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Thread: Operating costs for C170

  1. #1

    Default Operating costs for C170

    Hello everyone,

    I've been lurking in this forum for some time and am considering starting flying lessons this fall. I think I'll really enjoy it based on the limited amount of time I've flown with others, but I want to better understand the cost of ownership before I go much further. I think I'll train in a 170/172 and Probably buy one eventually. I'll upgrade once I've built some time and know what I really want next. Before I go much further, I was hoping to get some insight on the cost to operate a plane in AK. I know it's expensive, but i want to go in with reasonable expectations. Anybody willing to share their estimate of operating costs for a 172 or similar aircraft?


    Thanks guys,

  2. #2

    Default Anybody care to take a stab at this?

    Anybody care to take a stab at this? Just looking for a ballpark on annual operating costs to fly. Not looking for precision here, but just a figure to keep in mind before deciding whether or not I can afford to take the plunge for a C170 or similar aircraft. Thanks guys,

  3. #3

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    It all depends on the plane. If the plane hasnt had the best maintenance in the past , used hard and put away wet, than it will catch up to you sooner or later. Even if the plane has been well taken care of you might lose the generator, mags, landing gear boxes, and cylinder compressions in the first 10 hours. That would be VERY expensive.

    As a general rule on a decently maintained plane I take the cost of fuel per hour (8x$6=$48) and times that by 2 ($96). That will give you a rough idea how much to set aside per hour of flight for reserves and general maintenance. Tie down will cost you $55-80 per month in Anchorage. Annual depends but figure $2000.

    Honestly the least expensive part of owning a plane is buying it. In my mind if you have to finance the plane than you might want to think about renting one a little longer.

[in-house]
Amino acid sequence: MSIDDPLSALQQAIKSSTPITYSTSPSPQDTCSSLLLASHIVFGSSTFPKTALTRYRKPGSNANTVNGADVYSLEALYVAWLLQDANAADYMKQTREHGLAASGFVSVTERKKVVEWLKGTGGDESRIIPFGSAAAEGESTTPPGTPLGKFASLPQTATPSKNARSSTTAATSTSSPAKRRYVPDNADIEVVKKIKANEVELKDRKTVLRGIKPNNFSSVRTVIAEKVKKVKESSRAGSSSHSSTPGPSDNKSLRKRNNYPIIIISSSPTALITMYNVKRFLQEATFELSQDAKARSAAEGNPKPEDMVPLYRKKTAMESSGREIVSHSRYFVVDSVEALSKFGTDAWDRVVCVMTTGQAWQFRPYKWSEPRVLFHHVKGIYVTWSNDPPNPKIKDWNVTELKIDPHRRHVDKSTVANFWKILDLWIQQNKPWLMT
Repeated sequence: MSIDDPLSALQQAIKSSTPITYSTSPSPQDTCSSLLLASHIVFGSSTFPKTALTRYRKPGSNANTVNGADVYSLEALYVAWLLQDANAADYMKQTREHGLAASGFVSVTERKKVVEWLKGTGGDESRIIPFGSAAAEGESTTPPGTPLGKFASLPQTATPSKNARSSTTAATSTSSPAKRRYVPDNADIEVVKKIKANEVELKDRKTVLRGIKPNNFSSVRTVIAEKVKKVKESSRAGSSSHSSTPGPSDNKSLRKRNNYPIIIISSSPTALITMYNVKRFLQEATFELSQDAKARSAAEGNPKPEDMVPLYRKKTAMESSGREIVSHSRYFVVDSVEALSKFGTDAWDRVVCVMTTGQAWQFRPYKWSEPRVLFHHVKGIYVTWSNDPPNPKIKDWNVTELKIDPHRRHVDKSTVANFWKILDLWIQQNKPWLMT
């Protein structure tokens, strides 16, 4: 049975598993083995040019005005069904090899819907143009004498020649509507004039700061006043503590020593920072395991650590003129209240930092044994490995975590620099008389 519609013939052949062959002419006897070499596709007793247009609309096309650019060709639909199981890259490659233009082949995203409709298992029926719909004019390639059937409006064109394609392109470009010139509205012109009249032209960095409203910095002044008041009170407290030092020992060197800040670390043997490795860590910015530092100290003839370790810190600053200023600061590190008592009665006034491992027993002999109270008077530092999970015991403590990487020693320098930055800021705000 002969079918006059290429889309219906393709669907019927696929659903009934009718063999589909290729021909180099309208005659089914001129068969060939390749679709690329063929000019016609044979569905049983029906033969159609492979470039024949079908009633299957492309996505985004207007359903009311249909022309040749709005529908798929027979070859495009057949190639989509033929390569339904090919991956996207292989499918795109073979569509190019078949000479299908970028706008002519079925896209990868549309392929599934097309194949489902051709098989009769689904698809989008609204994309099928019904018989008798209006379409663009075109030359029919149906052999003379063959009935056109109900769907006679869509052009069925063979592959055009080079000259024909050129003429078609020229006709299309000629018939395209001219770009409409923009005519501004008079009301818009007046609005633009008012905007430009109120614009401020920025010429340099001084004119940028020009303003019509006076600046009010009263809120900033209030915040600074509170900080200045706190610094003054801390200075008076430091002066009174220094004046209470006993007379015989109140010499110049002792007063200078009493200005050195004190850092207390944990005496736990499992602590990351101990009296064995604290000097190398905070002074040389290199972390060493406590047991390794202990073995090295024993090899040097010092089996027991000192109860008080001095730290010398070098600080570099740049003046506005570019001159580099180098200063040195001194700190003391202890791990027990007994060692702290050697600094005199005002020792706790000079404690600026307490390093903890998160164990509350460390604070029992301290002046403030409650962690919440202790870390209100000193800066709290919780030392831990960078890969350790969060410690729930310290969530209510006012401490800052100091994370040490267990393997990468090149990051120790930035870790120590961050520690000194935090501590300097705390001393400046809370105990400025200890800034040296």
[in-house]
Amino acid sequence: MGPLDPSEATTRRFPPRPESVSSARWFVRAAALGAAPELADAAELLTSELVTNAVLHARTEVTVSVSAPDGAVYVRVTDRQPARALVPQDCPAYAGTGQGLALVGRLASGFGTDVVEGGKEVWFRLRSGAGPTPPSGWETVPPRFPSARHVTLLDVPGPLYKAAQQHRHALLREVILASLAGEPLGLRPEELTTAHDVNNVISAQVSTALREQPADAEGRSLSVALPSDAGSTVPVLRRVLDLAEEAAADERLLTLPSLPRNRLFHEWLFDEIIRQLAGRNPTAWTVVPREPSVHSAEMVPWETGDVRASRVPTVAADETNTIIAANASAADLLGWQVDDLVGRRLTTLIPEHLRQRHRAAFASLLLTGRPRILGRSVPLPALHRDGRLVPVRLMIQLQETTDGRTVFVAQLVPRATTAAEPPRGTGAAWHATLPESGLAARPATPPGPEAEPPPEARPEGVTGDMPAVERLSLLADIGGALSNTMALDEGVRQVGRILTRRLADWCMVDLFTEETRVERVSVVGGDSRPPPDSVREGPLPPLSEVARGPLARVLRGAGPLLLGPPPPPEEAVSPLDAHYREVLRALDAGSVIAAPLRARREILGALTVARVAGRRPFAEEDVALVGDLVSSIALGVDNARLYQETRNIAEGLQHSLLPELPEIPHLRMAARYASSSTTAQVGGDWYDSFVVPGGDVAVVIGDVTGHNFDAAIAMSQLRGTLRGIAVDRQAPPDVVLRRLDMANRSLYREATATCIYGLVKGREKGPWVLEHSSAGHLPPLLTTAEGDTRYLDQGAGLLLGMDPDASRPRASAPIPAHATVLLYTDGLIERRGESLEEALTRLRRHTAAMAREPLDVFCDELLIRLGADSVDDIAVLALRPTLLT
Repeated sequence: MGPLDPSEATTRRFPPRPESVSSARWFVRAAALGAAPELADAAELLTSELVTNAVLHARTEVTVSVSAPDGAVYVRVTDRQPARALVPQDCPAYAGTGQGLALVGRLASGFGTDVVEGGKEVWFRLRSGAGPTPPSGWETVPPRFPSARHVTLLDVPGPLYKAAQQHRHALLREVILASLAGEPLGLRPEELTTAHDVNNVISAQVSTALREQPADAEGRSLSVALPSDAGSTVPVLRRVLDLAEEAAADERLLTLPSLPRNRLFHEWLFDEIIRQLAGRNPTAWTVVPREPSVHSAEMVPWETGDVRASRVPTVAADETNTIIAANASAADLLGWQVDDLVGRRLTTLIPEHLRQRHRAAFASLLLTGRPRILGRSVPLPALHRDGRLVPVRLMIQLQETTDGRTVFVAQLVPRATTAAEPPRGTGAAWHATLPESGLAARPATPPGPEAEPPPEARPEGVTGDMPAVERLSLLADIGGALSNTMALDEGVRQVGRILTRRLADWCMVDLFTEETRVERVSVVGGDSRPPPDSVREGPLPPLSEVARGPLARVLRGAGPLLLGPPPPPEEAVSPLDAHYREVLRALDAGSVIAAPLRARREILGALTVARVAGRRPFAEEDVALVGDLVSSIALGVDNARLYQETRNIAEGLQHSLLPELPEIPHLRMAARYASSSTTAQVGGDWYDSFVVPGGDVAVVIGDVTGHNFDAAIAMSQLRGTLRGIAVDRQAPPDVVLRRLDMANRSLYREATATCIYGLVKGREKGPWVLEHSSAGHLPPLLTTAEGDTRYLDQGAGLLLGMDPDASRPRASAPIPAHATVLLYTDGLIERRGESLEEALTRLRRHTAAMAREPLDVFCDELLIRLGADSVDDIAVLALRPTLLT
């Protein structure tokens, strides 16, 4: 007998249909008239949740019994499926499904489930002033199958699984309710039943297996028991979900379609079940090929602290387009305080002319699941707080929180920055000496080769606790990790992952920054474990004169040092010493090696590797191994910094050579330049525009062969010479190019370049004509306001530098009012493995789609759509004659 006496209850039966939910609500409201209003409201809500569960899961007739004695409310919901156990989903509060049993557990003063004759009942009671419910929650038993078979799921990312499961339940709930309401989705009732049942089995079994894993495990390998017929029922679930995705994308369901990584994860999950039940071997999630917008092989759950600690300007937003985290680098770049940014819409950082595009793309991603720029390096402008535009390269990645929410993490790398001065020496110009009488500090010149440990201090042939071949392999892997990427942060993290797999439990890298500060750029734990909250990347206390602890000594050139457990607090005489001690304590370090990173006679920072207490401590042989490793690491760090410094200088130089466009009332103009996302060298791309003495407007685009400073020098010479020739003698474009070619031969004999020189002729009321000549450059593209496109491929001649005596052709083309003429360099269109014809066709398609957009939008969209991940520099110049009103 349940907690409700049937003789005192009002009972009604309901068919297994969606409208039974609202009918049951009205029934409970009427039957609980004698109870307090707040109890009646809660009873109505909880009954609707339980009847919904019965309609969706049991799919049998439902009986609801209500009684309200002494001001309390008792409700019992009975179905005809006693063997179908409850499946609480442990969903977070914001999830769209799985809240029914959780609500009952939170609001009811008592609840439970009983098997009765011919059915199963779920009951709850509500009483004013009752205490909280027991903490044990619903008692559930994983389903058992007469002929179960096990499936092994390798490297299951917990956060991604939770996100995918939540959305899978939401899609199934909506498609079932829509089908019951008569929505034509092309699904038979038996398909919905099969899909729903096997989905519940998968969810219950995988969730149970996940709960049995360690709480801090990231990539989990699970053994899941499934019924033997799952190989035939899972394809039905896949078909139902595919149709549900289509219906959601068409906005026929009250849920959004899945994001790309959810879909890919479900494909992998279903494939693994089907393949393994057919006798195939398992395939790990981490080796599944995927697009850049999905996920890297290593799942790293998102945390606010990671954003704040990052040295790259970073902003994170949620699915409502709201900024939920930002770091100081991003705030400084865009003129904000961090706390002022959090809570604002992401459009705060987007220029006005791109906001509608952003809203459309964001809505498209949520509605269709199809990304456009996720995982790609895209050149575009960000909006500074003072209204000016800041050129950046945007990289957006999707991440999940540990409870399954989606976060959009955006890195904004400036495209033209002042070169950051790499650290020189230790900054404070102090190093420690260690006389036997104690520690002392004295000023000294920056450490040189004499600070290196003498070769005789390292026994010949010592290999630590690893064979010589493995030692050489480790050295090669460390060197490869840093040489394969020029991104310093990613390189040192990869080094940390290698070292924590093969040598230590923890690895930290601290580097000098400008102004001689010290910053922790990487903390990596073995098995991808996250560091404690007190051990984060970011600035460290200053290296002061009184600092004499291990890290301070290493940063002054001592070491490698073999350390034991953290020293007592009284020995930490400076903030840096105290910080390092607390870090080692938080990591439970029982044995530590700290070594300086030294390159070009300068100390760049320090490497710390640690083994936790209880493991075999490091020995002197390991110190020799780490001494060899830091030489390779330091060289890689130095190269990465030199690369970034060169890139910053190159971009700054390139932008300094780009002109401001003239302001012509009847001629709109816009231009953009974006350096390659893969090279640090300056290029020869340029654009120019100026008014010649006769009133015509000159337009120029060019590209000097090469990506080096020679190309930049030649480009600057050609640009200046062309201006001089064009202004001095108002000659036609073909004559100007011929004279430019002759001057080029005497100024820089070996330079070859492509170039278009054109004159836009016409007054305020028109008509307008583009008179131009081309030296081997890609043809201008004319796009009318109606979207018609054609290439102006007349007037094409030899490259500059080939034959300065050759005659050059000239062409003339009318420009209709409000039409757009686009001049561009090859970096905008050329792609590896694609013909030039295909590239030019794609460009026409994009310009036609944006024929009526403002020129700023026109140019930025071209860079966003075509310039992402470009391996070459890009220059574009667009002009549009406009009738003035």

But what do I know.

  4. #4
    Member High Country's Avatar
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    And just when you think your plane is tip top and the annual will be cheap, you get kicked in the nuts with an $8500 annual. Plane ownership is not cheap, but it can be manageable on a mid level income. The cheapest planes I see are Champs. Cheap to buy and relatively cheap to maintain. Especially when compared to Cessna's.

  5. #5
    Member tccak71's Avatar
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    Years ago I wanted to own a plane. Probably won't happen until my dad will's me his pa-12. Figured it would be around $8-10 grand per year, unless you get kicked in the nuts like HC said.

    8gph x 80 hours/year x $6/gallon=$4000 gas
    Tie down 55x12= 660
    Annual=$2000
    Insurance=? $1000-2000/year
    Maintanence=$1000
    Plus a plane payment=no ownership for me.

    I'd still have all of the above costs even if my dad GAVE me his pa-12 today and that's skimping on maintenance.

    Tim

  6. #6
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    Insurance won't cover things like engines that come apart in flight. Do that away from home and you're looking at about $30K and several weeks to get the plane back to town. That's on top of all the normal expenses. Yep, airplanes are expensive.

    If the plane is a really excellent example and doesn't need a bunch of work? Plan for $100 per flight hour for consumables and maintenance reserves and hope the big expensive surprises don't come. Hull insurance will run you closer to $5K/yr if you're a low time pilot in a tail dragger. A 172 will have lower premiums.

    Airplanes used to be easier to rationalize because they appreciated in value. That's not the case these days. Buy wisely. You may be looking at a loss to sell it later.

  7. #7

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    Thanks guys, I really appreciate the help. Sounds like $10k per year or so, IF you don't have any major repairs. I'll keep that number in mind, sure makes a flying club or renting look attractive at this stage of the game. Thank you,

  8. #8
    Member mit's Avatar
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    I have had 2 different 170's over the last 30 years and have never wanted to know what I paid per hour. But if I had to guess it was now where near 10 grand a year.
    Tim

  9. #9
    Member tccak71's Avatar
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    Quote Originally Posted by Mr. Pid View Post
    Hull insurance will run you closer to $5K/yr if you're a low time pilot in a tail dragger. A 172 will have lower premiums.
    I'm hoping that's for COMMERCIAL insurance? Any guestimate what hull insurance is for something like a '56 Pacer? That's what I'd realistically buy. $5k would hurt badly!

    Tim

  10. #10
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    I'd guess a new guy in a Pacer will pay in the $5K range for hull. Maybe I'm wrong. Pilot time, aircraft model accident history, number of seats, it all counts toward the premium. My first insurance quote I ever got was over 20 years ago for a float-equipped 150hp PA-12. The quote was more than $6K. I'll never forget it. I didn't buy the PA-12.